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Feels Like Home Again

Collected Poems

by Joel Weishaus

Lavender Ink, New Orleans, ISBN 978-1-935084-26-6

reviewed by Edward Picot

I first came across Joel Weishaus's work when I joined a Yahoo group called WebArtery in 2002. It was devoted to "discussions of Web art or Net art", and had been established at the end of 1998 by Jim Andrews. I joined it because of my growing interest in new media literature, and I found there numerous experimental writers – Jim Andrews himself, Alan Sondheim, Jason Nelson, Lewis Lacook, David Daniels, Reiner Strasser, Millie Niss, Mez, Dan Waber, mIEKAL aND, August Highland, Michael Szpakowski... and Joel Weishaus.

At first, Joel struck me as an anomaly. Other people were producing work that really grabbed your attention, with all sorts of clever interactivity, visual acrobatics and sound effects, whereas Joel's projects seemed dense and crabbed by comparison. They had animated elements to them, but the animations were small-scale, low-tech and quirky – a black bird circling at the top of a page; an ugly mask-face shifting uncomfortably from one bloated expression to another; or perhaps a single word detaching itself from the middle of a poem and floating away into the distance. They occasionally had sound-effects too, but the sound-effects were rustly and hissy, as if you were hearing them on an old valve radio.

Above all, his projects were text-heavy. Lots of pages, each page with lots of words on it, and the words required an effort of concentration. There was an odd mixture of styles in the text: bits of poetry, descriptions of dreams, bits about Joel getting up in the morning or going for a walk, intercut with extracts from academic books, snippets of history, or musings on mythology, philosophy and geology. Sometimes one thing would interrupt another right in the middle of a sentence – then, after the interruption, the original sentence would resume where it had left off. "Invagination", he called it when this happened. Who were these projects aimed at? Who was ever going to read them?

Little by little, I started to like them. As I got to know new media literature better, it became apparent that some of the attention-grabbing sound-effects and in-your-face visuals were actually either inappropriate to the written content, or concealing the fact that nothing much was really going on. Joel's work was just the opposite: it wasn't showy at all, but there was a whole lot going on once you started to get attuned. It was a help that each project was published one section at a time over a period of months. It made them less monolithic. And Joel's "voice" came through more and more distinctively as each instalment arrived: musing, reminiscent, intellectual, philosophical and poetic; with a particular way of apparently setting off to talk about one thing, but then talking about something else instead; a particular way of developing a subject by wandering round and round inside it, turning things over, picking things up to examine them and then putting them down again, instead of attempting to pierce right to the heart of the matter along a single line of logical argument.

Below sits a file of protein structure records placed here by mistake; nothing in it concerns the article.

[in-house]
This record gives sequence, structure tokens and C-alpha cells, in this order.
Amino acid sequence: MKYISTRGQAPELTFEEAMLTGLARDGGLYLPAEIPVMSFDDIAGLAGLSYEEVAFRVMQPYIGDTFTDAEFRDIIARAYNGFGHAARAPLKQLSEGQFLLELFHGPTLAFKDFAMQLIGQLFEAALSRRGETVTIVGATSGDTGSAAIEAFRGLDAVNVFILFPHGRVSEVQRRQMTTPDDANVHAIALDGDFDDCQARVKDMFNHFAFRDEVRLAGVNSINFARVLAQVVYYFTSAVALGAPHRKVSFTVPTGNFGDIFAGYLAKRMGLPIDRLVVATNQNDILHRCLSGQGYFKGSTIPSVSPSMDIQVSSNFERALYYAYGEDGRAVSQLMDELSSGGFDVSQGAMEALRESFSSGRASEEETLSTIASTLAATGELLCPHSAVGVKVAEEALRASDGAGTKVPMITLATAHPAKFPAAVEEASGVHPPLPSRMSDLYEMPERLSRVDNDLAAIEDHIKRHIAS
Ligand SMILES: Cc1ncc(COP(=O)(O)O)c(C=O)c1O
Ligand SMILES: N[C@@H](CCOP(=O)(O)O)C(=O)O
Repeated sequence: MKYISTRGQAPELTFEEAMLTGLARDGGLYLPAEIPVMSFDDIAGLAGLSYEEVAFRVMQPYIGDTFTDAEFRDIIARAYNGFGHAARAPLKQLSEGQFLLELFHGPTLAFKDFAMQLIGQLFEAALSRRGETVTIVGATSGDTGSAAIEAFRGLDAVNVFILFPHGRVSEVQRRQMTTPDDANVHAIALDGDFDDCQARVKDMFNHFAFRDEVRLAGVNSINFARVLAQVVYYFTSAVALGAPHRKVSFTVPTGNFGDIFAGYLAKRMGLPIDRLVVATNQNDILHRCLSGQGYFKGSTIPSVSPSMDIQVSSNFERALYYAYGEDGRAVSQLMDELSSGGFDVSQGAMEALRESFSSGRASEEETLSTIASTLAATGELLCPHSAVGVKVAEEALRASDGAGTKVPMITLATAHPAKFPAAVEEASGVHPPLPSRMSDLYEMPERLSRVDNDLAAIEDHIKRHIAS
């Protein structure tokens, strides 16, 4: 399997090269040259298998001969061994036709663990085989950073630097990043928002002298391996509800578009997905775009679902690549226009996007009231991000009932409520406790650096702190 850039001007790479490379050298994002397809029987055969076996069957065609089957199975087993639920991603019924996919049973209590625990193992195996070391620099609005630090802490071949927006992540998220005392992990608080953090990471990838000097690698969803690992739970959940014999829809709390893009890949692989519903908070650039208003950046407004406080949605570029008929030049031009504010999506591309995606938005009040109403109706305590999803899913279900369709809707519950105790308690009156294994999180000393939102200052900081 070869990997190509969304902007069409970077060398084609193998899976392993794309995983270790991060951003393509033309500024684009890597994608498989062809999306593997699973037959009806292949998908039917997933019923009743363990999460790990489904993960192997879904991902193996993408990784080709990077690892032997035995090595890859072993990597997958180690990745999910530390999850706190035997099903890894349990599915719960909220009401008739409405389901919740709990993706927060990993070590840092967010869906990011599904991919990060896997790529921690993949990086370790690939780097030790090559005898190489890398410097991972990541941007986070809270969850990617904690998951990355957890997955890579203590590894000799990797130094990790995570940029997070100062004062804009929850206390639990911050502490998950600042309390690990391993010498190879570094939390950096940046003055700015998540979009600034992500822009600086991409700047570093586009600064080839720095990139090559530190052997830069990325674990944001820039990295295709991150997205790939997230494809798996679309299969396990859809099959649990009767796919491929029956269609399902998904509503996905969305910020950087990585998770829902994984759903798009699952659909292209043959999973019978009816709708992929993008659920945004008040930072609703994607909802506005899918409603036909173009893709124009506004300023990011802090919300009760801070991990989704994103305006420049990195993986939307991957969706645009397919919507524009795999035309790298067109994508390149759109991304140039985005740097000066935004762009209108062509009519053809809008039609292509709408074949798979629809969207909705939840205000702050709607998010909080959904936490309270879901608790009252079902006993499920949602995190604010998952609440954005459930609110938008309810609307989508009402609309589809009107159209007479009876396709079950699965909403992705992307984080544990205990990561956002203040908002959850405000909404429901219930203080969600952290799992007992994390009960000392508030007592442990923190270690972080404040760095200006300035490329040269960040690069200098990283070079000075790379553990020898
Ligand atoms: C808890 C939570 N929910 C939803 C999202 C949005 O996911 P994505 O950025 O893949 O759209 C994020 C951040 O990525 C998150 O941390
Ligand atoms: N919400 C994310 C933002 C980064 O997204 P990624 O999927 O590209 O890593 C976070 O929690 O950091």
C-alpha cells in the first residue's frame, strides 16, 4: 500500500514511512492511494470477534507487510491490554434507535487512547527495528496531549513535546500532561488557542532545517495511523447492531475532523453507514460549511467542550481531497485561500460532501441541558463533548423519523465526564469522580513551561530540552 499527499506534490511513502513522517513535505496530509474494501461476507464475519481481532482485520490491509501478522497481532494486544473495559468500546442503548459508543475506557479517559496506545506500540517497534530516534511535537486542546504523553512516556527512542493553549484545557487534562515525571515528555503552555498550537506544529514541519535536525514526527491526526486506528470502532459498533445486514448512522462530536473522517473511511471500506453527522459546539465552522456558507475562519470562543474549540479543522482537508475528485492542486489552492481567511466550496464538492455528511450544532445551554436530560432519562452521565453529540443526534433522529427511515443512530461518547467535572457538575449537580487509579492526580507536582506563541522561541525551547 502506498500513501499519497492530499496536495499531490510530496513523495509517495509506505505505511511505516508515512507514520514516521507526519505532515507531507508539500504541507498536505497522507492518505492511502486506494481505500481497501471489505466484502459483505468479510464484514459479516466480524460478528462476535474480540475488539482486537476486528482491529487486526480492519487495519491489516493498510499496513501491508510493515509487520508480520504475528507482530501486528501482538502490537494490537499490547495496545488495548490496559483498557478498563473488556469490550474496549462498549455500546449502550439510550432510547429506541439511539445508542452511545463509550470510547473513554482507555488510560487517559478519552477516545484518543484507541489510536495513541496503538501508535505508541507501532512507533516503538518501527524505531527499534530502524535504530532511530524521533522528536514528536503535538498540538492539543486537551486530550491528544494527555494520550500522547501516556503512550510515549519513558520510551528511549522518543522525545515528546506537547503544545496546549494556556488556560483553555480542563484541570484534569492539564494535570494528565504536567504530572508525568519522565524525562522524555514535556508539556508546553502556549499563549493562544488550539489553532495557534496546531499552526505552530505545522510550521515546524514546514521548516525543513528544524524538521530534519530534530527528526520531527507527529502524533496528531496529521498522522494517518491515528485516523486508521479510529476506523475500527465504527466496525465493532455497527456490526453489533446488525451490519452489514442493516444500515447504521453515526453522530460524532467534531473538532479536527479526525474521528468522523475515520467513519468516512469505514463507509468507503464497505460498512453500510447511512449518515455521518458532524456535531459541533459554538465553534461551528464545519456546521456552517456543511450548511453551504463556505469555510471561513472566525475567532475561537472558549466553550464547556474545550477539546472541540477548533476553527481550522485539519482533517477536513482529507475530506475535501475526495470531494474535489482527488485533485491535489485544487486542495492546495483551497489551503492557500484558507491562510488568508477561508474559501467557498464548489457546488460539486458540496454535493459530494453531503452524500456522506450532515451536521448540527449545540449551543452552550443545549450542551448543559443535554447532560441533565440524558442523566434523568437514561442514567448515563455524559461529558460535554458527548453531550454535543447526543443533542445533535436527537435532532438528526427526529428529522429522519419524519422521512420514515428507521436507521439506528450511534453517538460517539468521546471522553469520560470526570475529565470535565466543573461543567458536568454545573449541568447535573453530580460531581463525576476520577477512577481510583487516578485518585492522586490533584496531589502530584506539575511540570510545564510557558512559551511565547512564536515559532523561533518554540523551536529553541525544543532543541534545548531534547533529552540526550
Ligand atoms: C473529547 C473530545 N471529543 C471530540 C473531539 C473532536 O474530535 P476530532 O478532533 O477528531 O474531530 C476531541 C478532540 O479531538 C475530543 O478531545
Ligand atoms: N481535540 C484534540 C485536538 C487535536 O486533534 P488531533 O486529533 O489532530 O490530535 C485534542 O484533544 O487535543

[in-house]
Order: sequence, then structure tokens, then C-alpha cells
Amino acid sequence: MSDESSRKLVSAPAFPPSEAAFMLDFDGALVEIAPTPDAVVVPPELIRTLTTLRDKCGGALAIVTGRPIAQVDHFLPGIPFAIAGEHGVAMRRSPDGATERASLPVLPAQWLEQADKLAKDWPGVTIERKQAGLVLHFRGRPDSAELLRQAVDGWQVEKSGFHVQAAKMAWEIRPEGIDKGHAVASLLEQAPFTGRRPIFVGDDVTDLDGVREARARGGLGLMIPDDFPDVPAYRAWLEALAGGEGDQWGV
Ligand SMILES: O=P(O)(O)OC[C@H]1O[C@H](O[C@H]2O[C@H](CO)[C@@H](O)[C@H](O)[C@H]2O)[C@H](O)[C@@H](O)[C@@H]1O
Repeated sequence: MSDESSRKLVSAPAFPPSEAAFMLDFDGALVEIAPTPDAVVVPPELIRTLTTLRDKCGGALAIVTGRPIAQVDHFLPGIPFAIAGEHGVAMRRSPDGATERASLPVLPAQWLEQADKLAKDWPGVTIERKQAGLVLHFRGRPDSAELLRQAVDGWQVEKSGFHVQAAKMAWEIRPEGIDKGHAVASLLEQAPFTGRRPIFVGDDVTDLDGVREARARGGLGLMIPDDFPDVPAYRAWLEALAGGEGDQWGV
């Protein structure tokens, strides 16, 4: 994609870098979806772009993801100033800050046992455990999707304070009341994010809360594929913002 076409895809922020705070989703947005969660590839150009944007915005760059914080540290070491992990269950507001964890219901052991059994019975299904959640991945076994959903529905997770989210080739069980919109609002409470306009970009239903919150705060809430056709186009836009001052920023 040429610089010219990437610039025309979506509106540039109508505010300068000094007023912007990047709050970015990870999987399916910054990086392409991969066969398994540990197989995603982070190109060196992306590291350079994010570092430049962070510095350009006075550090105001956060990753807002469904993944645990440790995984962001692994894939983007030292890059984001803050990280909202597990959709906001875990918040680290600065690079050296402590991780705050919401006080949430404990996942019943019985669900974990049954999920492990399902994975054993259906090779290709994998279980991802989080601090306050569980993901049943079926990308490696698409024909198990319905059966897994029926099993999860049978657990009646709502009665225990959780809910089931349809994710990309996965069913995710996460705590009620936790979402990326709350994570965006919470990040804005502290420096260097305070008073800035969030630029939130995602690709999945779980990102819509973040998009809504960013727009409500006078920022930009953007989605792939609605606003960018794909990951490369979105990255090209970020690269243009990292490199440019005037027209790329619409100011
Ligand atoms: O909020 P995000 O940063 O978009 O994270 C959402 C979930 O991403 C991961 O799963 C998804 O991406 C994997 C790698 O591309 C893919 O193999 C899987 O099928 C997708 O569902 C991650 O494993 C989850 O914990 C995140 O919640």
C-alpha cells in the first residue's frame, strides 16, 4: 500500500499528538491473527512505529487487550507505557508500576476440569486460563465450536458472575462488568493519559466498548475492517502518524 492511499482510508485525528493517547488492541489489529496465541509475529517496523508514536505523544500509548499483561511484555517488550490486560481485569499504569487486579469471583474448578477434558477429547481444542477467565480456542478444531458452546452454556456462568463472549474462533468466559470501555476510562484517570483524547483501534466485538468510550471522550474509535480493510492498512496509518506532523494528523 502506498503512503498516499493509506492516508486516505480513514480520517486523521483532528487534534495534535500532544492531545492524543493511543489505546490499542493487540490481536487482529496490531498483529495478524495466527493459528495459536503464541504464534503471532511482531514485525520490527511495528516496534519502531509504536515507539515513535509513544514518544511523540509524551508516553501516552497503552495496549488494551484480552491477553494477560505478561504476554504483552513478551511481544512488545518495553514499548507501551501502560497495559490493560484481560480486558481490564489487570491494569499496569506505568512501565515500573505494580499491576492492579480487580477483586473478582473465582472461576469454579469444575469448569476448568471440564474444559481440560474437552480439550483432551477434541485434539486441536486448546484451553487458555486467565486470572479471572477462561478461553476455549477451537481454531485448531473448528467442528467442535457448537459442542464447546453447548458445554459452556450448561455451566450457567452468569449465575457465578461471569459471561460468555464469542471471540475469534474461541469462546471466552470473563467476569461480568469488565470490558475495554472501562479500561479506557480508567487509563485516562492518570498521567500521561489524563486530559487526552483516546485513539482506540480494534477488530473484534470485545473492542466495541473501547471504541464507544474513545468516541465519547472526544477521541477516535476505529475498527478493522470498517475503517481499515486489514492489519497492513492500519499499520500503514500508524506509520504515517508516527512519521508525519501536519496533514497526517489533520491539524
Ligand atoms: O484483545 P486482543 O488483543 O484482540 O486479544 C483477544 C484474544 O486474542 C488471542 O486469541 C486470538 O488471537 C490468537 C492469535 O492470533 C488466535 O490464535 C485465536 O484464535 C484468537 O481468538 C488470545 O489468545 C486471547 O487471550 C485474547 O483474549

Coming to the Collected Poems from the new media projects, perhaps the first thing that strikes you is that by and large they are much easier to digest. Many of them are very short, and they're often based on observations of the natural world:

As trees become bare, thin grass
appears, damp earth blossoming...

or this:

One rainy day at lunchtime,
a tiny grasshopper appeared
at my table, a good-natured,
respectable, quiet friend...

The weather, the time of the year, trees, stones and small animals all make frequent appearances. These are subjects which often appear in haiku, of course. Weishaus is interested in Buddhism and Japanese culture generally, and he co-authored a book called The Healing Spirit of Haiku in 2004. Many of the poems in this book are haiku, and many more show a haiku-like sense that poetry doesn't always have to strive for big effects or build up to a memorable last line – sometimes small things are enough:

Small ants, by the million
on the counter;

large ones climb the walls,
silent, like ninja.

What do they want?
How'd they get in?

Contrast this with D H Lawrence's poem "The Mosquito" -

When did you start your tricks,

What do you stand on such high legs for?
Why this length of shredded shank,
You exaltation?

or with Ted Hughes's "Gnat-Psalm" -

O little Hasids
Ridden to death by your own bodies
Riding your bodies to death
You are the angels of the only heaven!

Both Lawrence and Hughes are anti-intellectual, and in their poems about the non-human world they often make the point that the brain development on which Man prides himself, which he fancies makes him superior to the beasts, actually disconnects him from the natural environment and traps him inside a dying shell of self-awareness. But their poetry is also an attempt to overcome this sense of separation: they adopt an incantatory style, the aim of which is to work both themselves and us into a state of imaginative sympathy with the creatures they are describing.

In Weishaus's poem, by contrast, the ants remain perfectly distinct from their observer the poet: in fact the real subject of the poem is that moment of noticing-and-bafflement with which the non-human so often confronts us: